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Brennan CIA nomination clears panel. What did White House have to divulge?

The nomination of John Brennan to head the CIA had languished in the Senate Intelligence Committee. Panel members were keen to know about the legal defense of the secret US drone program.

By Staff Writer / March 5, 2013

CIA Director nominee John Brennan testifies on Capitol Hill in Washington during his confirmation hearing before the Senate Intelligence Committee, in February.

J. Scott Applewhite/AP/File

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Washington

The Senate Intelligence Committee voted 12 to 3 Tuesday in a closed-door meeting to approve John Brennan’s nomination as director of the CIA. The Brennan nomination now moves to the Senate floor, where Democrats believe they have enough votes to win his confirmation.

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Washington Editor

Peter Grier is The Christian Science Monitor's Washington editor. In this capacity, he helps direct coverage for the paper on most news events in the nation's capital.

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The Brennan pick had been stuck in the panel for days. So here’s our question: What happened? Specifically, how much information on the secret US drone program was the White House forced to disclose to committee members to get the nomination moving?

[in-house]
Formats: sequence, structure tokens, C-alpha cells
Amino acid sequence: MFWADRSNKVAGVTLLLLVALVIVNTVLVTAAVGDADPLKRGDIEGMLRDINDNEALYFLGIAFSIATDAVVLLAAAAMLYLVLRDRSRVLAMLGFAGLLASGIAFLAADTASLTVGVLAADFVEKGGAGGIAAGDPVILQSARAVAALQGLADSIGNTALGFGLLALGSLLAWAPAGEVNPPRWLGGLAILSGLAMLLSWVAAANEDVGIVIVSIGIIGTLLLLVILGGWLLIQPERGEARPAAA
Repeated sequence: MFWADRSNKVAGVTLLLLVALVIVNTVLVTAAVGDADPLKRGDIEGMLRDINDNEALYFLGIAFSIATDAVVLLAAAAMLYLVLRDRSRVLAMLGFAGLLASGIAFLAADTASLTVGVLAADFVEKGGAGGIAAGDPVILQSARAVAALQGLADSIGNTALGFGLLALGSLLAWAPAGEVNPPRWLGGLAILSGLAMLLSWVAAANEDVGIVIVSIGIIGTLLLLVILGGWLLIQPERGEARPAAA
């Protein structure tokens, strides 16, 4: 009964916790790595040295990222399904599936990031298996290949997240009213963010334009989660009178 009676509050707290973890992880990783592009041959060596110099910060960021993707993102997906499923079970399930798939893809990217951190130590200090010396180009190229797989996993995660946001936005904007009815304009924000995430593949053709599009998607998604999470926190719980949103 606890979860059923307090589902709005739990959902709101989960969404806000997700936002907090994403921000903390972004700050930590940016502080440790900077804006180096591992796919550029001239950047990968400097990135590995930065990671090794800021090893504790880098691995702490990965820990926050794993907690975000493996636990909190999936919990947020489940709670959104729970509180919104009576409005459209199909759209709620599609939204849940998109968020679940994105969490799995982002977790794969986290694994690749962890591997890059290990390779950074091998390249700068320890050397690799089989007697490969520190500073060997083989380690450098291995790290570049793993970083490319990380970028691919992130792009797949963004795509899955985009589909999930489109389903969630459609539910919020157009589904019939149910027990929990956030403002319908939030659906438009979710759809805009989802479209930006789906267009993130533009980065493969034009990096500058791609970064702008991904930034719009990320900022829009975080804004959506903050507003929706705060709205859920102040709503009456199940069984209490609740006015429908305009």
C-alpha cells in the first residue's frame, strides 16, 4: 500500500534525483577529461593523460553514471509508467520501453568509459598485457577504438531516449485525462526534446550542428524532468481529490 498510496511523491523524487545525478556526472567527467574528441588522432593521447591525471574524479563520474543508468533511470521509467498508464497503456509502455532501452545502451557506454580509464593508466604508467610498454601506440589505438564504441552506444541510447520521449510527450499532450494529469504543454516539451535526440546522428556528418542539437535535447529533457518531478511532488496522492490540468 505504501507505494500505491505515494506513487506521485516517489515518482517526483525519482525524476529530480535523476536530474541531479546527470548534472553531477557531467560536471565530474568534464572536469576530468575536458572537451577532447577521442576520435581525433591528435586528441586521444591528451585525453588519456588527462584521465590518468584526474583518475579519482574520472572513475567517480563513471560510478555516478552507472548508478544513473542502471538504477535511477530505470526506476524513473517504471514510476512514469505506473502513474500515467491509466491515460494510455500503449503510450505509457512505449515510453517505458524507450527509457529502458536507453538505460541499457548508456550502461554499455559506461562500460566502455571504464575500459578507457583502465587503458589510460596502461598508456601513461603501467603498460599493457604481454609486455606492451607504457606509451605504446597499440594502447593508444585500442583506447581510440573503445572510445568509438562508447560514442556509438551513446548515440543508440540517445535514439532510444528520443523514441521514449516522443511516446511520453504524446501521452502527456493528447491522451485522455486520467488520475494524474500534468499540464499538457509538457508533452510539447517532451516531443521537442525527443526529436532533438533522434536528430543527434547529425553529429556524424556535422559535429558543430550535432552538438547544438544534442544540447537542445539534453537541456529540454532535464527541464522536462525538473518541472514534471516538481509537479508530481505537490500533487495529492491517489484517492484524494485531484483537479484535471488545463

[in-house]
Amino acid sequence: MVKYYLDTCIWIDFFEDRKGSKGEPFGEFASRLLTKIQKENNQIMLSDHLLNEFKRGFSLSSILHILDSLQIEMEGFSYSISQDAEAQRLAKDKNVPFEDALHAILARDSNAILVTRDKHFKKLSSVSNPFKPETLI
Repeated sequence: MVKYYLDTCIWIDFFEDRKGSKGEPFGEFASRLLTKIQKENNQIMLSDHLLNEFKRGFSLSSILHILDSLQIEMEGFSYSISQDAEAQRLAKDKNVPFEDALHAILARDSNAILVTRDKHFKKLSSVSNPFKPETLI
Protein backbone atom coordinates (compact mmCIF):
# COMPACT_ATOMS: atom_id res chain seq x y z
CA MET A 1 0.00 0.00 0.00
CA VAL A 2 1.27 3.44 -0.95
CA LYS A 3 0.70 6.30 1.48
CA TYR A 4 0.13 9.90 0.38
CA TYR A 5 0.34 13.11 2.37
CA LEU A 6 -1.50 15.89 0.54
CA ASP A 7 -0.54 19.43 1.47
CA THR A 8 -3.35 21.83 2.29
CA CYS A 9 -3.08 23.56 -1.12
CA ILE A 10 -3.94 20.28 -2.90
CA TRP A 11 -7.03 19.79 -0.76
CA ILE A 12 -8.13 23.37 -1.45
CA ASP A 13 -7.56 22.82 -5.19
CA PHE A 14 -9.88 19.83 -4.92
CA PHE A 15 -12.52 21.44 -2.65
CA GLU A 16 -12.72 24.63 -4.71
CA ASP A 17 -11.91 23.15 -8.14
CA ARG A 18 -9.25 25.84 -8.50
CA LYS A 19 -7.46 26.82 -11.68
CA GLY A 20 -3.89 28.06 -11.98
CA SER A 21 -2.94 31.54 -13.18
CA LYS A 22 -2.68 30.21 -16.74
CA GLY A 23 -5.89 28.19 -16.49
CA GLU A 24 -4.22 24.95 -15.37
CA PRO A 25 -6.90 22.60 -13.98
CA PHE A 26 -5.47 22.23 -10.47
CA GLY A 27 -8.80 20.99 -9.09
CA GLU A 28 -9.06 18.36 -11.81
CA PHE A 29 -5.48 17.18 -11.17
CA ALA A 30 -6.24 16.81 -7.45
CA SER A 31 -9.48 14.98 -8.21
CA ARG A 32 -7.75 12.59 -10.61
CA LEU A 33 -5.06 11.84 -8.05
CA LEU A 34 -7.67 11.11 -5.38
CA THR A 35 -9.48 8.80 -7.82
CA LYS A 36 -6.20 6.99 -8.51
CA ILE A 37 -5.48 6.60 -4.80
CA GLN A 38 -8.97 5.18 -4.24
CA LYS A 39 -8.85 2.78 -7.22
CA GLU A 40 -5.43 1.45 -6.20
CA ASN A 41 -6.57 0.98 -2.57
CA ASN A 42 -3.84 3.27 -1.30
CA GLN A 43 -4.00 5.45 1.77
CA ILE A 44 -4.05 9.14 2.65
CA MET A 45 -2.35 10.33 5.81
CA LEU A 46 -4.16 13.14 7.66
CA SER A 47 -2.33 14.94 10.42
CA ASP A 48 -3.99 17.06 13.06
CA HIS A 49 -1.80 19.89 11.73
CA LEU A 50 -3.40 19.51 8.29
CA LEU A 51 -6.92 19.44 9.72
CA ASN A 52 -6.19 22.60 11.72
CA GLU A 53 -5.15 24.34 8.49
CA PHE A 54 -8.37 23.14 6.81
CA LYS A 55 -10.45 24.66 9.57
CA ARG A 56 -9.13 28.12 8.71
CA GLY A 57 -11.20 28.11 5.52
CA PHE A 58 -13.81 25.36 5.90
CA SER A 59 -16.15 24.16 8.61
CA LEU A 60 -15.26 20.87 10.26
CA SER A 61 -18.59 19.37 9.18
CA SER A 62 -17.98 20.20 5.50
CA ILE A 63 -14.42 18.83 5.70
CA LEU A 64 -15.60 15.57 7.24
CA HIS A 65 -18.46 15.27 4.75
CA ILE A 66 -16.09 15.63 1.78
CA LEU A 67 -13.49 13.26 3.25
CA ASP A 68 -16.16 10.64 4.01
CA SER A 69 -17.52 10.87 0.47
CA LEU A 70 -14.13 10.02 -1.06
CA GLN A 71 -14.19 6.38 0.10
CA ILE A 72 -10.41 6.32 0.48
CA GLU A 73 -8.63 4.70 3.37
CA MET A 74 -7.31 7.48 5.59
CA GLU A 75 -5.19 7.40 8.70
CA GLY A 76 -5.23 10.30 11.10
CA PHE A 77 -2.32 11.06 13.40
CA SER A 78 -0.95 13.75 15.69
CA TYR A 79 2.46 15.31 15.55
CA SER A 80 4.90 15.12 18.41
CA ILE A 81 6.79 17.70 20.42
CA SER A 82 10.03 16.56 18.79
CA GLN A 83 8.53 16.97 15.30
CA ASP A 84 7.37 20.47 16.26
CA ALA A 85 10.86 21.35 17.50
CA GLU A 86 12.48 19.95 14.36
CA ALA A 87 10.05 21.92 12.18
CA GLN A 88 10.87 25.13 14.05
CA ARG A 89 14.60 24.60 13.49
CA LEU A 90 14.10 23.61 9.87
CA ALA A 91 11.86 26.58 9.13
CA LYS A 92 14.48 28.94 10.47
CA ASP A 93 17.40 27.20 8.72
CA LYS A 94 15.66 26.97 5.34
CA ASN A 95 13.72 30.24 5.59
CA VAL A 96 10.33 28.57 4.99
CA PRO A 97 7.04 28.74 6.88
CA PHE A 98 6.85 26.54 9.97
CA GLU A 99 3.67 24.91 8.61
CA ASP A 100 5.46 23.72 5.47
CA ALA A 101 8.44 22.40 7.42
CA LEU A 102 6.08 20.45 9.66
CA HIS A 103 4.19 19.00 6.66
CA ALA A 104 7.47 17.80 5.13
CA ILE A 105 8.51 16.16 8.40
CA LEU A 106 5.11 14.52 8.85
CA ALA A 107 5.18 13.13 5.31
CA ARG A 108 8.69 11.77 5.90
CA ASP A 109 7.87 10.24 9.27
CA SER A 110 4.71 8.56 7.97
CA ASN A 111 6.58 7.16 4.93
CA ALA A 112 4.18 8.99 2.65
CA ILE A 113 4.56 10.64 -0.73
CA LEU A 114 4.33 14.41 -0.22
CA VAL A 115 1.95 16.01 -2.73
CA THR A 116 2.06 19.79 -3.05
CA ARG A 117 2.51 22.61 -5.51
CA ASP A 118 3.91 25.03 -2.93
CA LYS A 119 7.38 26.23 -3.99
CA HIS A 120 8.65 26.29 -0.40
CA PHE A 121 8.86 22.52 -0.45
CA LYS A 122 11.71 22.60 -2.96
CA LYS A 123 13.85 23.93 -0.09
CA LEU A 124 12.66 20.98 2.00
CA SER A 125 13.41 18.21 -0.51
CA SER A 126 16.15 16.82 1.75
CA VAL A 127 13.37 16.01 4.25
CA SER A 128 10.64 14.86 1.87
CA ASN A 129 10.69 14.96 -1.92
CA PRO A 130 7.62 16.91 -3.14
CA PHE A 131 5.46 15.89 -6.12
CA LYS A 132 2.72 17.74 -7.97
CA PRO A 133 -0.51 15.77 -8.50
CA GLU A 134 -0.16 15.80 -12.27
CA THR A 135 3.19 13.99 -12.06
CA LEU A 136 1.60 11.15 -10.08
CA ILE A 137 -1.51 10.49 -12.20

The short answer here is that it appears the administration produced some, but far from all, of the documents it has been withholding from lawmakers on this issue. Human rights organizations on Tuesday continued to charge that the White House had not released nearly enough information about the basis for its belief that it is legal for the US to target terror suspects with armed unmanned aircraft.

President Obama must do more to prove that his administration is serious about human rights,” Zeke Johnson, director of Amnesty International USA’s Security with Human Rights Campaign, said in a statement issued just prior to the Brennan vote.

Let’s step back and explain the situation more fully. In recent days the key barrier to Brennan’s impending promotion has been the desire by many Intelligence Committee members for expanded access to the opinions drafted by the Office of Legal Counsel (OLC) at the Justice Department that justify targeted killings of terror suspects in far corners of the world.

Early on Tuesday the chairwoman of the Senate Intelligence Committee, Sen. Dianne Feinstein (D) of California, announced that she and the White House had struck a deal.

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